Just off the top of my head, I have two main book ideas currently gestating. They have been doing so for quite a while. And, as any of you writers or creative creatures probably know, starting creations before they have finished “gestating” is a bad move: your book baby will plop out prematurely, unformed or deformed; the time simply is not right – you will know when it is right, as many mothers can probably attest. Unfortunately, just like human babies, stories are fickle, and are not born when you want them to. Without that long-fermented idea, like aged wine or cheese, whatever I write will only be a watery, diluted narrative, and very irritating to see drip down the page.

Speaking of babies, I have been thinking about babies, and, well, marriage, quite a lot lately. Obviously, I am still far too young to seriously consider such “grown-up matters”, at least according to people close to me, but my excitable brain likes to leave no stone unturned. At this stage, considering my social anxiety issues, I simply cannot imagine myself even dating, let alone getting married one day and having children. Being the slightly odd creature that I am, the likelihood of finding a similarly odd creatures who will in turn agree to spend the rest of their life with me (a formidable task indeed; I wouldn’t recommend it on my worst enemy) is also low – but you never know, I suppose; there are an awful lot of people in the world.

But what I cannot bear, most of all, is to be realistic about love, and reconcile myself to the existential loneliness inherent in life, the sad fact that no-one on this planet can ever truly understand or “see” into me – half the time I don’t even understand myself, so it’s ridiculous to expect someone else to! Sure, from out my cynical mouth there may spout all sorts of jaded notions of love, “Most marriages end in divorce” and “No human being can complete you”, but, at the end of the day, I am still a hopeless romantic, and in my head there exist all sorts of silly notions regarding fate and destiny, and (I am cringing at myself), “The One”.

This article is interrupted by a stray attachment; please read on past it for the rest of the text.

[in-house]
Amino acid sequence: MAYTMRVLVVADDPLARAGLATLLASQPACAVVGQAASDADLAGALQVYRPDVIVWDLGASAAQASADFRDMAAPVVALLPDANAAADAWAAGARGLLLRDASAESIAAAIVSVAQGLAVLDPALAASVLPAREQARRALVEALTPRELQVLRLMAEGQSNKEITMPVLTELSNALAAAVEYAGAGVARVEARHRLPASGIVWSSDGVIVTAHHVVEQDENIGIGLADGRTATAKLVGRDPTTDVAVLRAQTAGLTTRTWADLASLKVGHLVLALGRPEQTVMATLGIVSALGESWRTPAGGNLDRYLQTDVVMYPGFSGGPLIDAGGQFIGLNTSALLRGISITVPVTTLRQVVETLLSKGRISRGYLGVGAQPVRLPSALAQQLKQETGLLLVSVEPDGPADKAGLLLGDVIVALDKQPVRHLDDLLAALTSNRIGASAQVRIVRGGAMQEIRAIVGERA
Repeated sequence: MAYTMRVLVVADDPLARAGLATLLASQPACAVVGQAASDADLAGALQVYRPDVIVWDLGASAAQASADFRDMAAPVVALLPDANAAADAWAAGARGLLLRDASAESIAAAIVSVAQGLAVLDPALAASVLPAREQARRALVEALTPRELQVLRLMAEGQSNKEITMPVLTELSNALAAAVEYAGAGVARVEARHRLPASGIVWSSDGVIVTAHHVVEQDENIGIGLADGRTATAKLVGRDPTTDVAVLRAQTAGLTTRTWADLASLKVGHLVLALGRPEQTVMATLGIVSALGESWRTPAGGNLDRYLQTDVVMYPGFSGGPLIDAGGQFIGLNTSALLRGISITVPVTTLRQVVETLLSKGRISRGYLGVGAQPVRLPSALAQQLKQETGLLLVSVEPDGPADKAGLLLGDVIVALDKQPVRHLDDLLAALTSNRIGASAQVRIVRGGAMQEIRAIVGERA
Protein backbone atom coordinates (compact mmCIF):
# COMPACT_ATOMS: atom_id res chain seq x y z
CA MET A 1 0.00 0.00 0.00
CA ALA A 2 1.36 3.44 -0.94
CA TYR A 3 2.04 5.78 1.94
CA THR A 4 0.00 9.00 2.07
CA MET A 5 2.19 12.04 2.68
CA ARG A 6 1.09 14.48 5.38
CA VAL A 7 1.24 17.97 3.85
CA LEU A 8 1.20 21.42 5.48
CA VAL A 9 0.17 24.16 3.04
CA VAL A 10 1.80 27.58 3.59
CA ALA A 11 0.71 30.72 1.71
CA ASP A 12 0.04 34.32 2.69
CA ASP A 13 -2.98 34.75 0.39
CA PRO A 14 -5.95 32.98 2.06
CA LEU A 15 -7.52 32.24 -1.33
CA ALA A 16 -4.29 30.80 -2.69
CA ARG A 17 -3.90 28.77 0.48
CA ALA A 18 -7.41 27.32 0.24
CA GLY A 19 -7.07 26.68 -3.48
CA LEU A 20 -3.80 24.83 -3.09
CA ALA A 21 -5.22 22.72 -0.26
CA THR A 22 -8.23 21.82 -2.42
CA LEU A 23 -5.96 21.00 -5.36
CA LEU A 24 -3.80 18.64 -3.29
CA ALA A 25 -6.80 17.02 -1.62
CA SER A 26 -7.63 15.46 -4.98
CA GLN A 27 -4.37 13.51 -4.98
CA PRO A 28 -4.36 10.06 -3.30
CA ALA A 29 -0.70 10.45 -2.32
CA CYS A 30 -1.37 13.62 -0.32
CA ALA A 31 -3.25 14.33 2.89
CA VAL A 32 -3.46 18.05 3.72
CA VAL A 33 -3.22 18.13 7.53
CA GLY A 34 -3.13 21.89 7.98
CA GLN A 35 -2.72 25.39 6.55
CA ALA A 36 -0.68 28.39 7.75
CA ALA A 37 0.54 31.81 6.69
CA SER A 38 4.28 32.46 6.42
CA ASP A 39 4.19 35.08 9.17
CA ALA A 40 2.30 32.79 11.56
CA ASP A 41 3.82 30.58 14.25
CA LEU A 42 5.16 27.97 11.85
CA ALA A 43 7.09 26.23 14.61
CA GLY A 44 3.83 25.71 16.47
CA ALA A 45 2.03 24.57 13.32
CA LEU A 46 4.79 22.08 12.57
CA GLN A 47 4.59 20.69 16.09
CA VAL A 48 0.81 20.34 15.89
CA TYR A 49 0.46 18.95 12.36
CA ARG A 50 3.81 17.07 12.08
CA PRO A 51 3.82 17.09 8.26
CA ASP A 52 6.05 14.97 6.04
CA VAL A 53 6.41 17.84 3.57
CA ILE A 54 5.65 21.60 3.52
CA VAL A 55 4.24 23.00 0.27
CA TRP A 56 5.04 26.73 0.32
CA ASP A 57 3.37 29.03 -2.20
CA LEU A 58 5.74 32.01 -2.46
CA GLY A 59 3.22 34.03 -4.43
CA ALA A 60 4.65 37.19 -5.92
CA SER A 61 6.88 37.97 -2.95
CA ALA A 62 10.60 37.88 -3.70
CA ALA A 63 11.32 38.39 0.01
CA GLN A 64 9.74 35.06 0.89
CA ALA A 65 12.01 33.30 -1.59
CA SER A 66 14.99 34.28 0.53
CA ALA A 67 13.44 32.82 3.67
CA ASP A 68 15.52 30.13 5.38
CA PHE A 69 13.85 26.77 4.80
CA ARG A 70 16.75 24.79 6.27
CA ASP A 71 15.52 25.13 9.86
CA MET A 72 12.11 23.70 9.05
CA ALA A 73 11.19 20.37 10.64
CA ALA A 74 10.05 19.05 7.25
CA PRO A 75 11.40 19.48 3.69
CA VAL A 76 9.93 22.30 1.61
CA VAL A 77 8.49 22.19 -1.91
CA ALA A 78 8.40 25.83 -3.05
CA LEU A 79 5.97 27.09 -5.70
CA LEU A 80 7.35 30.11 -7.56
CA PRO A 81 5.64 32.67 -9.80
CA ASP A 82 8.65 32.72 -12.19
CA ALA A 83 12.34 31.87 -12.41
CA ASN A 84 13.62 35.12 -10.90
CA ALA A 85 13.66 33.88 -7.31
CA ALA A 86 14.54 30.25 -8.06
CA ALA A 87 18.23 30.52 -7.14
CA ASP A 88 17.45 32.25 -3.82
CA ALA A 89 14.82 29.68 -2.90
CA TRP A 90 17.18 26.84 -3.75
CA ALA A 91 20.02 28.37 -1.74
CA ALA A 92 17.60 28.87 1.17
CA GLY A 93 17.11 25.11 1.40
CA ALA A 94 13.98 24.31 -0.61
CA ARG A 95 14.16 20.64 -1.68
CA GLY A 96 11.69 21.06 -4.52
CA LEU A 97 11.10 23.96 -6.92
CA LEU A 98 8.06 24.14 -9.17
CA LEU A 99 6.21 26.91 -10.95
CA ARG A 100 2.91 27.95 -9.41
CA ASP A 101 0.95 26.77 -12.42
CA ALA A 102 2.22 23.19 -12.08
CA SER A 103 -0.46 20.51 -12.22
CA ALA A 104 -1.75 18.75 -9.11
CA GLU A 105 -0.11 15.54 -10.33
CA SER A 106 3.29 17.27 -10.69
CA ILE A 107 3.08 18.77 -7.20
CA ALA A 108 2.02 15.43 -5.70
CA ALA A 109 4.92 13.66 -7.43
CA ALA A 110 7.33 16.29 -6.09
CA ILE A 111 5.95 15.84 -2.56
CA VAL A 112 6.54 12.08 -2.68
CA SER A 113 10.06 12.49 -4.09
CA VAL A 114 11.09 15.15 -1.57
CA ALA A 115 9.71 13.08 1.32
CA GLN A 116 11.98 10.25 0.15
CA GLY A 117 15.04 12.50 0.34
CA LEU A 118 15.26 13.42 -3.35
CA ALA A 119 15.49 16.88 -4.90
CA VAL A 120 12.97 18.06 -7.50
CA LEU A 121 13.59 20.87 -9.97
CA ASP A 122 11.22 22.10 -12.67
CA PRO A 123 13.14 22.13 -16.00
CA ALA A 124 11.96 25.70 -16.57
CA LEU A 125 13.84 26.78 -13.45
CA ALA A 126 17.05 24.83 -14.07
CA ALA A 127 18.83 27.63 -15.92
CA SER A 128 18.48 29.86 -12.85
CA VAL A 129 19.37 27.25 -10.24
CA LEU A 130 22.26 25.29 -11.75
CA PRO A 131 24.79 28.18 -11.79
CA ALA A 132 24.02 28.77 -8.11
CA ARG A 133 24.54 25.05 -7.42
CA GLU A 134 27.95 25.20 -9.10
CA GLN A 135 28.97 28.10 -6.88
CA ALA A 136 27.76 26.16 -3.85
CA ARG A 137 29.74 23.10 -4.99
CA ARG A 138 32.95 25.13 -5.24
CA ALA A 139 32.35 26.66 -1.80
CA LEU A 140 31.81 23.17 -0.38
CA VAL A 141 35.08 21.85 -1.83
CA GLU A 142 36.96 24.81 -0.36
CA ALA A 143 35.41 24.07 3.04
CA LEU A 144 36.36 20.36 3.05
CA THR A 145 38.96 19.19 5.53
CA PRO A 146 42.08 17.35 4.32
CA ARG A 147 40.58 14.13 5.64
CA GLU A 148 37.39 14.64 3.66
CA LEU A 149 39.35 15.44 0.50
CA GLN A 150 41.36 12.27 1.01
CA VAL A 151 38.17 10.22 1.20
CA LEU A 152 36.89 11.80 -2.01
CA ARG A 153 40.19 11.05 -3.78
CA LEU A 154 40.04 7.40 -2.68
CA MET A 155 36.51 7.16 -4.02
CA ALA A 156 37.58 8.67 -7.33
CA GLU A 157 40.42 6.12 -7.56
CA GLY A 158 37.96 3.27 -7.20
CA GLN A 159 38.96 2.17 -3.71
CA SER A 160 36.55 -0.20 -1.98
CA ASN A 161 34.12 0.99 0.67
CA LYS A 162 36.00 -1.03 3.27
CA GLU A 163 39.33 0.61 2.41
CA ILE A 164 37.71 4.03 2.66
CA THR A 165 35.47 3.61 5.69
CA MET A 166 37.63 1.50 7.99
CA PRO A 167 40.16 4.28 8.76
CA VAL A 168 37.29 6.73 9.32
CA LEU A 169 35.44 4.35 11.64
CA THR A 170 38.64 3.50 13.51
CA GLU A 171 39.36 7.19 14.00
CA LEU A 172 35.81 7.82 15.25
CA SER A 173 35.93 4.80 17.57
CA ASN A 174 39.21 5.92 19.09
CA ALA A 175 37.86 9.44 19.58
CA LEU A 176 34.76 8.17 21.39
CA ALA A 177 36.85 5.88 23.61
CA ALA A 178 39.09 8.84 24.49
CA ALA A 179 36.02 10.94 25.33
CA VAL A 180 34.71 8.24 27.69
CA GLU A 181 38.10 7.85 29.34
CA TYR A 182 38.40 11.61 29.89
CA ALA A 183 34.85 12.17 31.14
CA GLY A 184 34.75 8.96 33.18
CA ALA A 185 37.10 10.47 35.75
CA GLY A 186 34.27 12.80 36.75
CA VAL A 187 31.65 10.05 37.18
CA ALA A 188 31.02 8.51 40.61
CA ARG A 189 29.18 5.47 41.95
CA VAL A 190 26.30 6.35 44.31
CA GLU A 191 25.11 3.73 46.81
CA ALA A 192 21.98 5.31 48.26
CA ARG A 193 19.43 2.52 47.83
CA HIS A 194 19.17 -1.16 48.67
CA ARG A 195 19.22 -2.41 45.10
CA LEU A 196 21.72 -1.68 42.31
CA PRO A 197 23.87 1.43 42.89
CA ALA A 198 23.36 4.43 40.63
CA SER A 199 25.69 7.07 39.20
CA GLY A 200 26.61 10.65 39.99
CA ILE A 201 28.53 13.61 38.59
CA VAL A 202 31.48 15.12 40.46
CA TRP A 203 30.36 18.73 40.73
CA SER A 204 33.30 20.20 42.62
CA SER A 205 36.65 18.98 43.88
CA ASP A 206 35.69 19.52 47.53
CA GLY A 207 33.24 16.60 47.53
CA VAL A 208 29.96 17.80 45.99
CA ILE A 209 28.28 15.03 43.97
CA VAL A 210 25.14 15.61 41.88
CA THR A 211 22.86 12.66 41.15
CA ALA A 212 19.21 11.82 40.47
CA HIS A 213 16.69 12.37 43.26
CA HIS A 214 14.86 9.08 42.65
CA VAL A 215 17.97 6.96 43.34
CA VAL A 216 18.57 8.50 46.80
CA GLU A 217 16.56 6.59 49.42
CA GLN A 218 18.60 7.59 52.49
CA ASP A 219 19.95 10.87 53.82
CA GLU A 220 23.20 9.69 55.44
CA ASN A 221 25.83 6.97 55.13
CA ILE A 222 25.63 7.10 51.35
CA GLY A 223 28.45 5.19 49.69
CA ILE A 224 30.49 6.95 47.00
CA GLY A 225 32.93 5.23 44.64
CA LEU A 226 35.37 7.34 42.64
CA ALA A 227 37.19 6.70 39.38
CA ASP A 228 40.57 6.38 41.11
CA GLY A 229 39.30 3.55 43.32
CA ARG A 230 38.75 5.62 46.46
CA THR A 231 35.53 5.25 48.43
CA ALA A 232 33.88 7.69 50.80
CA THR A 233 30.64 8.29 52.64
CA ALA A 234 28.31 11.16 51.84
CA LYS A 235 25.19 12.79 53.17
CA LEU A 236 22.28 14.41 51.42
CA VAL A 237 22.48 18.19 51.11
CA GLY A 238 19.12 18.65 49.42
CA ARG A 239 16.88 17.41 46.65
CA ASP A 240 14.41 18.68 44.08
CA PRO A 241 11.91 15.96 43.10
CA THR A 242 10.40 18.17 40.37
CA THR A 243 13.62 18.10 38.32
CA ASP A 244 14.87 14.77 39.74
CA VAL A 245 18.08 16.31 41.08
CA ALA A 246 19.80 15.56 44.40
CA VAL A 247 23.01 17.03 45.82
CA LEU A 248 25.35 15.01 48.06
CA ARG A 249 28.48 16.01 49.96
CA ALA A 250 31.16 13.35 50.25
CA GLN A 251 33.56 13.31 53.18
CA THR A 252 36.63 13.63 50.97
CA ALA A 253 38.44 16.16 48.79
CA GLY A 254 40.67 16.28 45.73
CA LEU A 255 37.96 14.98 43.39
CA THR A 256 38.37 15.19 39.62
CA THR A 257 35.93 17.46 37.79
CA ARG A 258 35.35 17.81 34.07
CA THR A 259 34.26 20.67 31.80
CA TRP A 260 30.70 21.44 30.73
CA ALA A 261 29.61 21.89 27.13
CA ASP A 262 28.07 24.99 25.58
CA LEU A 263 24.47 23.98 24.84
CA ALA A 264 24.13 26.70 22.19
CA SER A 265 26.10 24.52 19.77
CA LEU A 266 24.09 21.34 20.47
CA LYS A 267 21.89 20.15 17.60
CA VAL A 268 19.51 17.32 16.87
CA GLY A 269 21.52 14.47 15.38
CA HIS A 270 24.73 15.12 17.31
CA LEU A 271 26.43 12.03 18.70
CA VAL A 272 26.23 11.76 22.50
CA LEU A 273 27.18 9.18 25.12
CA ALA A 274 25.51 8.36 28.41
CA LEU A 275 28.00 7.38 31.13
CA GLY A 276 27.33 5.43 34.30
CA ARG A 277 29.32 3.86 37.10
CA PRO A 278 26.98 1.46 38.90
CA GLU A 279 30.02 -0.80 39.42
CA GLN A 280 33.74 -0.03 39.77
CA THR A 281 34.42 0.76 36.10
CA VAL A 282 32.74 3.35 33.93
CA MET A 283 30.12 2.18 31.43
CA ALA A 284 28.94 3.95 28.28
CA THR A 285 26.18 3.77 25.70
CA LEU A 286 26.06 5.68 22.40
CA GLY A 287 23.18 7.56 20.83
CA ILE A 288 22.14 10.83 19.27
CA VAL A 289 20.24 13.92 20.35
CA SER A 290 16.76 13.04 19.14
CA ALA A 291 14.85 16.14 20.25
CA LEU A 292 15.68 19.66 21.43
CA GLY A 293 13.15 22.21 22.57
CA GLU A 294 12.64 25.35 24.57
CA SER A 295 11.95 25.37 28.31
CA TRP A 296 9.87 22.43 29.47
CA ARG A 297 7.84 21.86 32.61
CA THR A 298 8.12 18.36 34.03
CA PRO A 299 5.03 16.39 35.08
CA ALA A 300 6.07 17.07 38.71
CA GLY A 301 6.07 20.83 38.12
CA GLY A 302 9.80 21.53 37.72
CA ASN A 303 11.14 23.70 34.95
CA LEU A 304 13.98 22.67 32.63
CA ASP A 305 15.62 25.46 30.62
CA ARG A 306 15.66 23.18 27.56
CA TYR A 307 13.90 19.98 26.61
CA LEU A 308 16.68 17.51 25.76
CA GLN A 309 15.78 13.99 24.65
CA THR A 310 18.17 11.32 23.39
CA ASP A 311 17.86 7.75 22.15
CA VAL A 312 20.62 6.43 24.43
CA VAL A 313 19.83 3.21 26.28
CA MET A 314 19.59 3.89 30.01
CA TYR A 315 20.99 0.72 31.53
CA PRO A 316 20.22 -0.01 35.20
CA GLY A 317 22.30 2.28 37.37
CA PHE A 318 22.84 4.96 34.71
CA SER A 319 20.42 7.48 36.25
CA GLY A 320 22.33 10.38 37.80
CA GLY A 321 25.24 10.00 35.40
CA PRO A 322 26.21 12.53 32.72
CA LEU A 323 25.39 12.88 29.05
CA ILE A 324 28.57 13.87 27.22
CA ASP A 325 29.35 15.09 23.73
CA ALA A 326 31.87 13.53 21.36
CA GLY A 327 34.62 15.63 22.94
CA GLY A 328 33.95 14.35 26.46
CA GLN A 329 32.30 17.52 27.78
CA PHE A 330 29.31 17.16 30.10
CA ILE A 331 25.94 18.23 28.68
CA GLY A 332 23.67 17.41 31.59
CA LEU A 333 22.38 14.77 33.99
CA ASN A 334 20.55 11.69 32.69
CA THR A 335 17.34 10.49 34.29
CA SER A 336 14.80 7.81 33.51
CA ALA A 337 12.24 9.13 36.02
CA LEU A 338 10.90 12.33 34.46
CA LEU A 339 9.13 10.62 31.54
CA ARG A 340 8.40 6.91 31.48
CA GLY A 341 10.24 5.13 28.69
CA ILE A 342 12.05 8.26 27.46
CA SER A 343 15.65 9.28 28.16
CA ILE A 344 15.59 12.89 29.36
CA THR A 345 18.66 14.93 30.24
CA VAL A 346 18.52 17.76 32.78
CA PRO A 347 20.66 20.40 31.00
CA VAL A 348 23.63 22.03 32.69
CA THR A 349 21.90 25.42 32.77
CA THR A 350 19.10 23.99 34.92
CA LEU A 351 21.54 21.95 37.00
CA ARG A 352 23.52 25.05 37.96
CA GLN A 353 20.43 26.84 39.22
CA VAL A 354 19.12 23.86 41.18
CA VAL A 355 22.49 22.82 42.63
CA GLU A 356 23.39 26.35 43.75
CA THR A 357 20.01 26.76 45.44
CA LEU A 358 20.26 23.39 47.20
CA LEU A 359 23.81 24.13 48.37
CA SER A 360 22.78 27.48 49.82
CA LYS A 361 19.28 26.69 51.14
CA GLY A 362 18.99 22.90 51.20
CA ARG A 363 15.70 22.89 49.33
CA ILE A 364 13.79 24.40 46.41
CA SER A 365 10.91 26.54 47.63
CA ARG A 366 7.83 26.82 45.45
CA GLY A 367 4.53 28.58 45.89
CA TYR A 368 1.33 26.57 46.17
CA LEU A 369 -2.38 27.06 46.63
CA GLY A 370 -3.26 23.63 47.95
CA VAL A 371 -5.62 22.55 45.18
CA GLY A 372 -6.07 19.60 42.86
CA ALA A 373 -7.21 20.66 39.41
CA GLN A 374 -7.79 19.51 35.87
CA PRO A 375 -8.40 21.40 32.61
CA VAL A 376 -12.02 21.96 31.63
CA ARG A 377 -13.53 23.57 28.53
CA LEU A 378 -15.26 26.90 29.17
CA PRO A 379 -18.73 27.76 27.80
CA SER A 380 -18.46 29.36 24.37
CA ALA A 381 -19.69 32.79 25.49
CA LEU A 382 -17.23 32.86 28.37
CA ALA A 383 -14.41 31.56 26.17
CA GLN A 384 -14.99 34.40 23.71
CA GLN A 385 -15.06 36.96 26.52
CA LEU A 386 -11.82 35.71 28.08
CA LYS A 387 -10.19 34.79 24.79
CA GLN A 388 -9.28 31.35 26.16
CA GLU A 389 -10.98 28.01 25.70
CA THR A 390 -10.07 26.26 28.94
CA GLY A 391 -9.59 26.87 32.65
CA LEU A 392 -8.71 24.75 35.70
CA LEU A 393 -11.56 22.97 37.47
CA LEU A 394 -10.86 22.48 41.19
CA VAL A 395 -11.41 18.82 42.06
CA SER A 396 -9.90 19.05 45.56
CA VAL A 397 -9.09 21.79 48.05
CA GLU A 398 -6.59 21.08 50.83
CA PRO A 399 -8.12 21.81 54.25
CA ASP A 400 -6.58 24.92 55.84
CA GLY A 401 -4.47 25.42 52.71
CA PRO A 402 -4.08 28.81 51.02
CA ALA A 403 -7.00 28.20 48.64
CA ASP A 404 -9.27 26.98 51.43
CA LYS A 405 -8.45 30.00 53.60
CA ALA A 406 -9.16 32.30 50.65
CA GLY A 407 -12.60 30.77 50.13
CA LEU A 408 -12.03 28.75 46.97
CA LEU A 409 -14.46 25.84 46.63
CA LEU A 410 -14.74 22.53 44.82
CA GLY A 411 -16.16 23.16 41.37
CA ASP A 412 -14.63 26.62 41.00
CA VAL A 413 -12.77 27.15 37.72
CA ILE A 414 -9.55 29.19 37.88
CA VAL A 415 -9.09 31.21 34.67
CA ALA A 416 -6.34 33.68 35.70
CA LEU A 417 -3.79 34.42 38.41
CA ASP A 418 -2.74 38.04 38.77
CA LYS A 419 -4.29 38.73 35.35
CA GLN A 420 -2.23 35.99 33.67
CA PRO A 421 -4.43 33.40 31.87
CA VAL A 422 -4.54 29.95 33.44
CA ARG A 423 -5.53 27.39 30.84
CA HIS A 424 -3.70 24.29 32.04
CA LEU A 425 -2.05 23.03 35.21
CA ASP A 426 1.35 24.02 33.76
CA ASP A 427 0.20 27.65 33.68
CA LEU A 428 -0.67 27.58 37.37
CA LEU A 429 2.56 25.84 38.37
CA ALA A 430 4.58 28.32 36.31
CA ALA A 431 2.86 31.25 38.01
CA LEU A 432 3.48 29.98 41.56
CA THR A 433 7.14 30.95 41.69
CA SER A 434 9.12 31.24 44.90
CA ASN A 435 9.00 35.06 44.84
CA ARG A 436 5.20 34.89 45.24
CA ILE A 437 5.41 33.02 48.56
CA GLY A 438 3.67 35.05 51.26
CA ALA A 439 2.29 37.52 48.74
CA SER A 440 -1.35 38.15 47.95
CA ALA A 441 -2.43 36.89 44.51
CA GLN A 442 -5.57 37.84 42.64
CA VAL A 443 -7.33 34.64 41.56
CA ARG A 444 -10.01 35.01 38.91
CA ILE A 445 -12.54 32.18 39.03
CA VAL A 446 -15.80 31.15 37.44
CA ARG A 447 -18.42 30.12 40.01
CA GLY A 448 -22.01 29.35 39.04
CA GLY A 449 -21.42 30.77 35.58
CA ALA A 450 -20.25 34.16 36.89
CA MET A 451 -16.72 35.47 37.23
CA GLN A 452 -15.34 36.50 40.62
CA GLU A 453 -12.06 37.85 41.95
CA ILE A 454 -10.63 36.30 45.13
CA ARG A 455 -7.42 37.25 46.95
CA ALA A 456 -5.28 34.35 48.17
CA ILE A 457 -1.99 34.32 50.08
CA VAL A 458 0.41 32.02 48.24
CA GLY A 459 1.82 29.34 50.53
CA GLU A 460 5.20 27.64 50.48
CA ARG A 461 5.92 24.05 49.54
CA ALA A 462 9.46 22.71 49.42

Fantasies of meeting eyes with someone on the other side of the bookshelf, or sitting down on an aeroplane right next to the person I will spend the rest of my life with, are still very much at the forefront of my mind, no matter how cynical and realistic I outwardly appear. Like many people, I do want the sickly-sweet shebang, though perhaps with a quirky edge: finding flowers poking through my ventilation, or having books I have been browsing on Amazon mysteriously appearing on my doorstep, complete with handwritten personal reviews. Deep inside, I am sick with yearning for romance, and I am afraid that sickness will always be there, if I never experience it with someone in real life, just sitting there and…wanting.